As I write this article for the bulletin people are preparing for our garage sale. Earlier in the week I walked down to see what the donations looked like and I was amazed at everything that was there. Thanks to everyone who made donations. I heard a priest once say that by cleaning out a room you can make room for God. Of course that means that you are not filling it up with other stuff.
In this week’s bulletin you will find a flyer for our Summer Gatherings, August 5, 6, & 7. We are following up on last year’s presentation on the Second Vatican Council. Last year Fr. Healy gave us an excellent overview of how the Second Vatican Council came about and the wisdom that came from that Council. This year Fr. Matt will take a look with us at the document on the Liturgy and how it has formed our liturgical celebrations since the Council. I hope you will make plans to attend our Summer Gatherings this year.
One trait our parish is noted for is hospitality. In today’s first reading we see Abraham and Sarah practicing hospitality with three strangers. The three men don’t even have time to ask for hospitality before Abraham is running from his tent and asking them to stay, have a little food, and refresh themselves. It turns out that “a little food” is a feast. Abraham prepares a tender choice steer. In those days people rarely ate meat. When they did it was probably a lamb or a goat. Steers were saved for the most important people on the most important occasions. The message is clear: Offering hospitality is one of the most important things a follower of God can do.
In today’s Gospel we see Martha offering hospitality to Jesus. While she is busy preparing the food Mary is offering a different sort of hospitality. She is sitting at Jesus feet, listening to what he says and teaches. That is the posture of a disciple.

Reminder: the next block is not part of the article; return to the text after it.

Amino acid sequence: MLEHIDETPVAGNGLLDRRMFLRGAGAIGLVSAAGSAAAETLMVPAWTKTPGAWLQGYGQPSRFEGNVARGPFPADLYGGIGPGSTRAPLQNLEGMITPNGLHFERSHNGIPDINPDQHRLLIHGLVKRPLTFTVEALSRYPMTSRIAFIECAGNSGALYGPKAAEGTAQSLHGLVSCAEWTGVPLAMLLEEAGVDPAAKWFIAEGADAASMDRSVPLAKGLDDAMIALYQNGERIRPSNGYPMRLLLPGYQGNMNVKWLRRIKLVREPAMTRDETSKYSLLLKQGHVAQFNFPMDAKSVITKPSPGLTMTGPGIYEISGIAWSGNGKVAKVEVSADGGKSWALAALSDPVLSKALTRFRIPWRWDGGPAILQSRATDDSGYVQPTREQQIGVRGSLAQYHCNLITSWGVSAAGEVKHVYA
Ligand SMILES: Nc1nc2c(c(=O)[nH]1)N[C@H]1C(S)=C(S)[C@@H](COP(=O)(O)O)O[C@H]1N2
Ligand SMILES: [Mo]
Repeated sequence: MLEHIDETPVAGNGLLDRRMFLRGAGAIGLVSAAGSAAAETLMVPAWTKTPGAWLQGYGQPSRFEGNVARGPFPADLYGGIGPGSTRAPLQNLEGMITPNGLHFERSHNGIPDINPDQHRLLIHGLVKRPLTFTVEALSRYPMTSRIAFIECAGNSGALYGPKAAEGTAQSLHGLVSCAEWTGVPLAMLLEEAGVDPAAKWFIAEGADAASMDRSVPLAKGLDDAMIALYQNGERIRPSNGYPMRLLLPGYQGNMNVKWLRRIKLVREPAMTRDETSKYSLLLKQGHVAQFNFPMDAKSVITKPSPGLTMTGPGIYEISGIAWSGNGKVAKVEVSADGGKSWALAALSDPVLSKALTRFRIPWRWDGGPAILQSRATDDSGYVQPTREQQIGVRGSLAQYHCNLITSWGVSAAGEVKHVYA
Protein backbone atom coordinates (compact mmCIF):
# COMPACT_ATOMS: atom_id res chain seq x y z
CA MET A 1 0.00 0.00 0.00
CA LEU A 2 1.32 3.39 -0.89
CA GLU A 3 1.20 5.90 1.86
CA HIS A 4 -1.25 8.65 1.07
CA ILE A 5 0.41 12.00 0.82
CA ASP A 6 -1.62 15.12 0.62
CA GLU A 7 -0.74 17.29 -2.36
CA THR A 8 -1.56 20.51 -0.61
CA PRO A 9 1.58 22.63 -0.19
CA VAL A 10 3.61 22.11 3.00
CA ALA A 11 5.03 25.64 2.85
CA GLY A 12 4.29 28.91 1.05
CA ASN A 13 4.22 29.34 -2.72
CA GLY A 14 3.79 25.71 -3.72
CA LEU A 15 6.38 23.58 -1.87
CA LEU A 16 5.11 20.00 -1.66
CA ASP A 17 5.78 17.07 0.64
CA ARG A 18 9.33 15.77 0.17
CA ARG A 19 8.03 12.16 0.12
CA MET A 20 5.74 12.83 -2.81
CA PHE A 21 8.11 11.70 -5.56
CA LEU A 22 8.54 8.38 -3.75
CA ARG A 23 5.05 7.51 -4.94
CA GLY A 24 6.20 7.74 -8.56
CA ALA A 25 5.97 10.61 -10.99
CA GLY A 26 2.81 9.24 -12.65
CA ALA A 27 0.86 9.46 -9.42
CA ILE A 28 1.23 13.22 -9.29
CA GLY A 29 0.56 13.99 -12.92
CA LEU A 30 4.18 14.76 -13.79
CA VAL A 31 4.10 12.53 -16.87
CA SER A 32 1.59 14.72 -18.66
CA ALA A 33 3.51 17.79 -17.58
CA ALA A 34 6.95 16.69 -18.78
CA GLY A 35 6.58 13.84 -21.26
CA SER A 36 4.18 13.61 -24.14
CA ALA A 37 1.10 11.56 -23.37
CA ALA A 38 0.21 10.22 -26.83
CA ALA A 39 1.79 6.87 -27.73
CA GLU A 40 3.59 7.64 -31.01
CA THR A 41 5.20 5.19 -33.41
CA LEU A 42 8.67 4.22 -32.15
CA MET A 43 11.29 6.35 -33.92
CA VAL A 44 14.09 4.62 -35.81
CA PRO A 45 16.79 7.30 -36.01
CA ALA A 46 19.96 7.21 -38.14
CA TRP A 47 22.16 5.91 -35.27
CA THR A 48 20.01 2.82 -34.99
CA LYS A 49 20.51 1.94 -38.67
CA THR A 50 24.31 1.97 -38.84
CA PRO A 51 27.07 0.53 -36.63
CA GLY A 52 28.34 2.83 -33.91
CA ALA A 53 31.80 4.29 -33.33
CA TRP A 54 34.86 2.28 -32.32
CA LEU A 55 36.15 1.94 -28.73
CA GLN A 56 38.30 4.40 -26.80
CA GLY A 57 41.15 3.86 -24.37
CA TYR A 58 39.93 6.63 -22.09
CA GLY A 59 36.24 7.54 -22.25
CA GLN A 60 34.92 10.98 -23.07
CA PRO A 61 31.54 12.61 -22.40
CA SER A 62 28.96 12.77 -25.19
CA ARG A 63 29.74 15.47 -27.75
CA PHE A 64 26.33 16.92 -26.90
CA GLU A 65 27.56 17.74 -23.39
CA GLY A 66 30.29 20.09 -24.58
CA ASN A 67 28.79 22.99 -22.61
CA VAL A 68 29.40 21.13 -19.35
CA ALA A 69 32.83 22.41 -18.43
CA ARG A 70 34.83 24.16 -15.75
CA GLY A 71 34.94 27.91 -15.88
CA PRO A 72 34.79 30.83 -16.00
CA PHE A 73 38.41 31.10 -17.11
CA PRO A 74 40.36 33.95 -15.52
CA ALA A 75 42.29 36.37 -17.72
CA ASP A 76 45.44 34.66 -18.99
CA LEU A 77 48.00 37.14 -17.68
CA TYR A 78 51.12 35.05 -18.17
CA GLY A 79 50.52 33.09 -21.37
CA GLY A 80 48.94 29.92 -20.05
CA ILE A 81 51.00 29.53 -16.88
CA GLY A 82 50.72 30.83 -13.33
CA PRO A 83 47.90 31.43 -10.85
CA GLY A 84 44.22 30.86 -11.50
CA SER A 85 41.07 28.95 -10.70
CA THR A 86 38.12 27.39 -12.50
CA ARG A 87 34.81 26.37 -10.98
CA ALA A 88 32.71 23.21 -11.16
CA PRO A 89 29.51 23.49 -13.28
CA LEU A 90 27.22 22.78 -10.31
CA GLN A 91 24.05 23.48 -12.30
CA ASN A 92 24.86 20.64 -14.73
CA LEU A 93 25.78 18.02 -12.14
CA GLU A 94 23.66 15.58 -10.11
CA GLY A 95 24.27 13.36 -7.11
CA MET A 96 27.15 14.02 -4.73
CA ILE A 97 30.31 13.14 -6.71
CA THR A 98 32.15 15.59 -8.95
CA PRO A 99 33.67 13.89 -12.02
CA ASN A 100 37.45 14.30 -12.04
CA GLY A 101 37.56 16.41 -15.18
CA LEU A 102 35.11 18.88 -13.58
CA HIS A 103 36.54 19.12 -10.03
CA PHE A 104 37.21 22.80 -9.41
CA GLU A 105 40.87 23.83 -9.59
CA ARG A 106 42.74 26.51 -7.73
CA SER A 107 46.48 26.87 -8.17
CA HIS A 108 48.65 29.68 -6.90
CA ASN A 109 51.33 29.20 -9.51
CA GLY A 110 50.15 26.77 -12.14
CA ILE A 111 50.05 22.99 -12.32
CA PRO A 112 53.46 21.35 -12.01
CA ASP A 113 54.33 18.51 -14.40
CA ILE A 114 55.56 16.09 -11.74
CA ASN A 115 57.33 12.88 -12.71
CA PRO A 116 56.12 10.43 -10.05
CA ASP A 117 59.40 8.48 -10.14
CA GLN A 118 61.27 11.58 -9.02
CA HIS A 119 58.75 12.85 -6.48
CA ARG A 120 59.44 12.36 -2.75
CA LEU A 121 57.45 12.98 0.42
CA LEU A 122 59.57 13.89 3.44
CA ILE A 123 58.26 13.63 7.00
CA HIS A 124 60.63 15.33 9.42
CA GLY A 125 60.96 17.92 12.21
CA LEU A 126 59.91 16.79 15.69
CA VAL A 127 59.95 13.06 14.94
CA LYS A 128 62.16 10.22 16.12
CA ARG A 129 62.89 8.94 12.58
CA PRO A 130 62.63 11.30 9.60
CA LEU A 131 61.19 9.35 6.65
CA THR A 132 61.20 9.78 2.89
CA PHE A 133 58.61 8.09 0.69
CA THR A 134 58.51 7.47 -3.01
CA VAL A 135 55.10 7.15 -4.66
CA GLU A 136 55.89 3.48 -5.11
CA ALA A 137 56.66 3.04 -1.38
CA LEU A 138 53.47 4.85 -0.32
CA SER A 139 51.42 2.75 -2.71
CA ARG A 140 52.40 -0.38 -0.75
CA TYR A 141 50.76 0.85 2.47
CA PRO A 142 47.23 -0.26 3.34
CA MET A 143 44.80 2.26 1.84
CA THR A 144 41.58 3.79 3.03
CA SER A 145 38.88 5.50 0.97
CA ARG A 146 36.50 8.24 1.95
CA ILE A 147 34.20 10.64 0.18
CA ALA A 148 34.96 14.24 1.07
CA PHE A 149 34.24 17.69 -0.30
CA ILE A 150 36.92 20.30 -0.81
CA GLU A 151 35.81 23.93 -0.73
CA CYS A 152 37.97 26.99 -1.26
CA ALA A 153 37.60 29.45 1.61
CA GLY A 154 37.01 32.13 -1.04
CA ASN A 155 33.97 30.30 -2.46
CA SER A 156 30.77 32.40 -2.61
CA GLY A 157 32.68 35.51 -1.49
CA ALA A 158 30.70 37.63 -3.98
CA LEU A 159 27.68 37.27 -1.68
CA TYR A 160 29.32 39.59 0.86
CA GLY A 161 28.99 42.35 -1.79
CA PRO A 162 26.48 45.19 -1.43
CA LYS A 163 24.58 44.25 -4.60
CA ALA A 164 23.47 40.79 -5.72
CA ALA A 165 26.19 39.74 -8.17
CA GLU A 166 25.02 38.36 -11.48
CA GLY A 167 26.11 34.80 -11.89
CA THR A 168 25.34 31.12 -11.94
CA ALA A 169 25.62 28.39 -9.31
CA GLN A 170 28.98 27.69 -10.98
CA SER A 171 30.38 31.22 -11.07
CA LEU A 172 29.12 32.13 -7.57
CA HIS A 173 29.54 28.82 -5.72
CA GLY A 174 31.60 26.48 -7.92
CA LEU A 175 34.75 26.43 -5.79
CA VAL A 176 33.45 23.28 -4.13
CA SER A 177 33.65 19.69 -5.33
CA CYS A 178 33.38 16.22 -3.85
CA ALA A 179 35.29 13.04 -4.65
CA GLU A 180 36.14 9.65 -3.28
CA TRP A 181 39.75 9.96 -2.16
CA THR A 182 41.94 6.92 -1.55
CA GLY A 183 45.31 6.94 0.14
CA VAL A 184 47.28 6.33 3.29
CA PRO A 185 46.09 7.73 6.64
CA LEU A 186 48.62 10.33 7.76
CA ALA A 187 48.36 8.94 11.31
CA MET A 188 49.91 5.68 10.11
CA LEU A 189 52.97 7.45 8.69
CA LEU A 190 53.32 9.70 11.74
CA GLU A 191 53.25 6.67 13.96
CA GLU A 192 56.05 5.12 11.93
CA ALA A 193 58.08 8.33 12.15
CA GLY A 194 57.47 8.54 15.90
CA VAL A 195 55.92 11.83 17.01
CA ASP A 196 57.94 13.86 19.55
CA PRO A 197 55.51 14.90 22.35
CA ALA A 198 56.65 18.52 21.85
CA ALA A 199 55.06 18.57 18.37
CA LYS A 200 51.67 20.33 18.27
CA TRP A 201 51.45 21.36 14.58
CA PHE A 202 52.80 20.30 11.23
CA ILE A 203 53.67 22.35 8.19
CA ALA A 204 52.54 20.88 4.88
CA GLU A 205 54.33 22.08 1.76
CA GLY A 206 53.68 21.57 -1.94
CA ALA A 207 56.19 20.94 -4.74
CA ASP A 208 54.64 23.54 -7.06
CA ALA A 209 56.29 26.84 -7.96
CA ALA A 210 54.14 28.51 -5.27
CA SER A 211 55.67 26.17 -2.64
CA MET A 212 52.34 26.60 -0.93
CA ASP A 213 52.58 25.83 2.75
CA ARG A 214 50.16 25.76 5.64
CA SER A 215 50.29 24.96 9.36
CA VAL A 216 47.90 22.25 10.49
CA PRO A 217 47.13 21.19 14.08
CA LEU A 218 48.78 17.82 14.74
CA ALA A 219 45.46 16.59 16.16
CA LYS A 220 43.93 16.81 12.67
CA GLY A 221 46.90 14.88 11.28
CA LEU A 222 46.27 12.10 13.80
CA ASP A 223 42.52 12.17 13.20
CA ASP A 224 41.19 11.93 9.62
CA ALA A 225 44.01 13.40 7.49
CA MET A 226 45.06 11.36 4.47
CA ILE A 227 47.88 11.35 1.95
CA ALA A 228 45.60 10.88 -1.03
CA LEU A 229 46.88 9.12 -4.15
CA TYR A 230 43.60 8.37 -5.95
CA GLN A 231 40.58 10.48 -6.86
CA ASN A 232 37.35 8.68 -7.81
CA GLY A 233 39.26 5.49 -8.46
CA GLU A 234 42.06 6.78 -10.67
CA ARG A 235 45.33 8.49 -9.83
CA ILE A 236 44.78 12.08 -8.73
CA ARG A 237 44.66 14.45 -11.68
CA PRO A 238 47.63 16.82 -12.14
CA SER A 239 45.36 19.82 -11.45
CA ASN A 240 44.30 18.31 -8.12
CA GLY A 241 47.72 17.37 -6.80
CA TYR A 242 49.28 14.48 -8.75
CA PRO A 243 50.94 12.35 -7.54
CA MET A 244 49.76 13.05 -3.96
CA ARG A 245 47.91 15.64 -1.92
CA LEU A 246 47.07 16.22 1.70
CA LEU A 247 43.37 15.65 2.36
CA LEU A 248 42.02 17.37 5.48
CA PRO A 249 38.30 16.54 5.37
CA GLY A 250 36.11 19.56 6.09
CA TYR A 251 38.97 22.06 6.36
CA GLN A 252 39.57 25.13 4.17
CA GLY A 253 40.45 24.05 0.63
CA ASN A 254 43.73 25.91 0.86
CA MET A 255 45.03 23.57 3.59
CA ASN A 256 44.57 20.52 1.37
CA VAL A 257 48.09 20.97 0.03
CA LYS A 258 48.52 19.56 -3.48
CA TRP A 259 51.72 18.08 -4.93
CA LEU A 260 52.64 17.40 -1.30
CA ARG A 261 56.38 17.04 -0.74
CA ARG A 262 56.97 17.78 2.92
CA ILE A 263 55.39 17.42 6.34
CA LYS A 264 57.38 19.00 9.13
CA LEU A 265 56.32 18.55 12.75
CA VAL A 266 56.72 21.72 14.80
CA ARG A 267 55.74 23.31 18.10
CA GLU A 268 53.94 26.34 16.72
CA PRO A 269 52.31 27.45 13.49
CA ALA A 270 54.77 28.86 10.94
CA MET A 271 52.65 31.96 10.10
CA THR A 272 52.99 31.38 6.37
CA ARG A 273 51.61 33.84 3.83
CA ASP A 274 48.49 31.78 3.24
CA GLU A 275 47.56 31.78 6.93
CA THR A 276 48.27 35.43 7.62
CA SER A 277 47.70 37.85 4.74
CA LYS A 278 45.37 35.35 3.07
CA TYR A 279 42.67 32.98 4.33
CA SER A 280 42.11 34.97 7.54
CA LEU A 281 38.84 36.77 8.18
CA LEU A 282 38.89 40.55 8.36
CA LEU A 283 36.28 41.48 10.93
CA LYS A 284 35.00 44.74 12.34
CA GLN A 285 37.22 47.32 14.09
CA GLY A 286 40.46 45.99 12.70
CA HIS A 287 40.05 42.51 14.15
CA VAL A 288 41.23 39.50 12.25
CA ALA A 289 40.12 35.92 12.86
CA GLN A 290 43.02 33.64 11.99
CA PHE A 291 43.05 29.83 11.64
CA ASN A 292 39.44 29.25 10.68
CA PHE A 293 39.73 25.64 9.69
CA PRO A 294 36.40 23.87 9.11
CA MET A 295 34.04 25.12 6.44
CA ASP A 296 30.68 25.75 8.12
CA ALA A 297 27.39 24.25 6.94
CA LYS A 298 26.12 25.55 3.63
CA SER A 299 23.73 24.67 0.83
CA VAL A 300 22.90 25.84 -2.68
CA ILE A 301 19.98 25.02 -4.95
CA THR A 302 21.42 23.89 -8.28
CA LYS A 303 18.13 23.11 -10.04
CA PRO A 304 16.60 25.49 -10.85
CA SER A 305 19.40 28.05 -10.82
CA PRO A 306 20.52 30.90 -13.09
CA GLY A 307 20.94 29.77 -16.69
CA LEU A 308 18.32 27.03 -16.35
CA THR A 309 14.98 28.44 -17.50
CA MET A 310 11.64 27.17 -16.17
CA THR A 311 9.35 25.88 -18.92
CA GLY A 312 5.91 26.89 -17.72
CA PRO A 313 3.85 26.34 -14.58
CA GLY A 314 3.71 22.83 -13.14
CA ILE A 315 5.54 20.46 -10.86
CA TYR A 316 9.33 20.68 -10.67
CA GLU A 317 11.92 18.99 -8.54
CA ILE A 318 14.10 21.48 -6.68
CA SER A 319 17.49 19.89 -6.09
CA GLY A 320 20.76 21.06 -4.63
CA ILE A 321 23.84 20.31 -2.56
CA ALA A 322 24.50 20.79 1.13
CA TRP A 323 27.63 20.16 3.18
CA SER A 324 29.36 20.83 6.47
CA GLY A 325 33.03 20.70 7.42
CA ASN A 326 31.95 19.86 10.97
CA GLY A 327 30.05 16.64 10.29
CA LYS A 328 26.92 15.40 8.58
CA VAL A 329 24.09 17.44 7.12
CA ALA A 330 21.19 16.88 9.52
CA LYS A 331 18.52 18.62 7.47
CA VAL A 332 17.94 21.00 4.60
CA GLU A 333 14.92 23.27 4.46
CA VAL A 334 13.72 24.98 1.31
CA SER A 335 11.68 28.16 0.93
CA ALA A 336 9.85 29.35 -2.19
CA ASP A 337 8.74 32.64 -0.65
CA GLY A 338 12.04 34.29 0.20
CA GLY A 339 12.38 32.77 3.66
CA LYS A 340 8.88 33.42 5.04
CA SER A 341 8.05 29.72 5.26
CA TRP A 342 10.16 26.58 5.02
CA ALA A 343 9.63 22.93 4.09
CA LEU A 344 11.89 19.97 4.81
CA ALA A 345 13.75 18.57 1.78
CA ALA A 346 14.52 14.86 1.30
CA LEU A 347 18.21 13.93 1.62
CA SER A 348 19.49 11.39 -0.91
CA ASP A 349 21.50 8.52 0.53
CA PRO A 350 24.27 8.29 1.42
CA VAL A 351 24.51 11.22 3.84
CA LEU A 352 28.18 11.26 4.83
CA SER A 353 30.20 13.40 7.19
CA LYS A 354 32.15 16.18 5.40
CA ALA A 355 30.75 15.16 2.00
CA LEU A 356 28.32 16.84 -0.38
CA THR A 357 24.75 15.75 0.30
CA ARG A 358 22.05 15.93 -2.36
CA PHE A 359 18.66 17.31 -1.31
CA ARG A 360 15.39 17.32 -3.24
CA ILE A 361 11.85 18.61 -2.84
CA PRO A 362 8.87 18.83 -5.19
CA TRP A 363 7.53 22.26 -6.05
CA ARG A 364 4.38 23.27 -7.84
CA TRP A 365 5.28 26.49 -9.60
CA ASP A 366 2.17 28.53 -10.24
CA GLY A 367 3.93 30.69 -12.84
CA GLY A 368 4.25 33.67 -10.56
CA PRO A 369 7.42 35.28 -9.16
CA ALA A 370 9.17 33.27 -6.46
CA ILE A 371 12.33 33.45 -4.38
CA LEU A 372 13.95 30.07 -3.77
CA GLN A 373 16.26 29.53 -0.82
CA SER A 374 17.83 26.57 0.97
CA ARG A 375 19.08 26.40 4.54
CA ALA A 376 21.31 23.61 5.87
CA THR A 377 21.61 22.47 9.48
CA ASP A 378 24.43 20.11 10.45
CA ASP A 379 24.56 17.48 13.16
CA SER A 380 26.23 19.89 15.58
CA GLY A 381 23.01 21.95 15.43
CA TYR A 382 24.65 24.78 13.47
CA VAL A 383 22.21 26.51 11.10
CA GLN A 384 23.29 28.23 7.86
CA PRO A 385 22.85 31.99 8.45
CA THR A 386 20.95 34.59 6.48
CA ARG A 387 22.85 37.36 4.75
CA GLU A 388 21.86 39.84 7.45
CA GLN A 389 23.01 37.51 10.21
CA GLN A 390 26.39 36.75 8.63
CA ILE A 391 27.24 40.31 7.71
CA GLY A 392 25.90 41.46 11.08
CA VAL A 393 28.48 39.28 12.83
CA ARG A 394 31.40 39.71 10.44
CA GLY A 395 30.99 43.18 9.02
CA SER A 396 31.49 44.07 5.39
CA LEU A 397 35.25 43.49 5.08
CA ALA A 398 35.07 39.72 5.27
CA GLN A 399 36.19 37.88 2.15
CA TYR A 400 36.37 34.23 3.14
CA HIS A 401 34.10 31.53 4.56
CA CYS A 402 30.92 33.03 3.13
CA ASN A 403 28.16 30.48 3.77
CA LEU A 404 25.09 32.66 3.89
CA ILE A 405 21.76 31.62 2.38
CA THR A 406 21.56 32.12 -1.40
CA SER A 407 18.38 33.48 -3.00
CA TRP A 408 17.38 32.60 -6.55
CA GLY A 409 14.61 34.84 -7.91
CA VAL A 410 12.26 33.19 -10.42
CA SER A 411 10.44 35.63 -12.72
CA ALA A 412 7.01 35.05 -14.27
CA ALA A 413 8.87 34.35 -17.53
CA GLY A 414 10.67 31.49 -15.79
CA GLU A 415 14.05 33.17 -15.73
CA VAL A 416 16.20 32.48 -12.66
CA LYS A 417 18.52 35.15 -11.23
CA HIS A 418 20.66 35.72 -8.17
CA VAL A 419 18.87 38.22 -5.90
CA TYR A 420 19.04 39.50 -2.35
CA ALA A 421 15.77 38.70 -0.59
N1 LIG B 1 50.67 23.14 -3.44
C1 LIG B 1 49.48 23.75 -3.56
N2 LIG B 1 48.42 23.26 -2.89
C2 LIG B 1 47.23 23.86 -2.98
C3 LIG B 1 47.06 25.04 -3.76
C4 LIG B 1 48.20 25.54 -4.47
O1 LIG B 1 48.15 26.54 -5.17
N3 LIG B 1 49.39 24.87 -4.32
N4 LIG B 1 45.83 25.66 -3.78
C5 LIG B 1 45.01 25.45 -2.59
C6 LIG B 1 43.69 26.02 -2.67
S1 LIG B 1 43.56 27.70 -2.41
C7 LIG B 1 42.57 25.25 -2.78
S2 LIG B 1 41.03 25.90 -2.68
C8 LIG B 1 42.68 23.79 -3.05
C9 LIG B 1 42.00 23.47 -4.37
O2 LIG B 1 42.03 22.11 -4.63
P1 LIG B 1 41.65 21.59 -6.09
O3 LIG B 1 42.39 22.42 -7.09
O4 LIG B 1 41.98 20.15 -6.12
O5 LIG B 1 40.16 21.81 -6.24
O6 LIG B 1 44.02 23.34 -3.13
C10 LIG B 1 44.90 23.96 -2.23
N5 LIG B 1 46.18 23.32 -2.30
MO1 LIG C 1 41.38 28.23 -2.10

This past week our Pastoral Council and Staff got together for a retreat. We were reflecting on an earlier section in Luke’s Gospel when Jesus went to his hometown of Nazareth, went into the synagogue and stood up to do the reading. He reads a passage from the prophet Isaiah. This passage is Jesus mission statement. It tells who Jesus is and what he is about. When he finishes reading he says to them, “Today this Scripture passage is fulfilled in your hearing.” I asked everyone there how is Jesus mission fulfilled. One of their responses was that it was fulfilled when people heard the message and bought into it. They went on to say our own parish mission statement is fulfilled when people hear it and buy into it.
Hospitality requires us to be open to others. When we are open we will find ourselves being changed. In his reflection in Celebration Fr. Karban tells a story illustrating this point.
Years ago, one of my scripture students mentioned she was planning to move away from her home to be close to her son, a dean at a well-known university. He had invited her to be his secretary, a somewhat surprising invitation since she was close to 80 years old.
“Aren’t you a little worried, Grace,” I asked, “about taking on something you’ve never done before and having to deal with all those new people?”
I was humbled by her response. “Things like this don’t bother me,” she said. “Every time I meet a new person I ask, “Is this the person God has put in my life to help me better understand myself?”
Hospitality will help us better understand ourselves. Try it.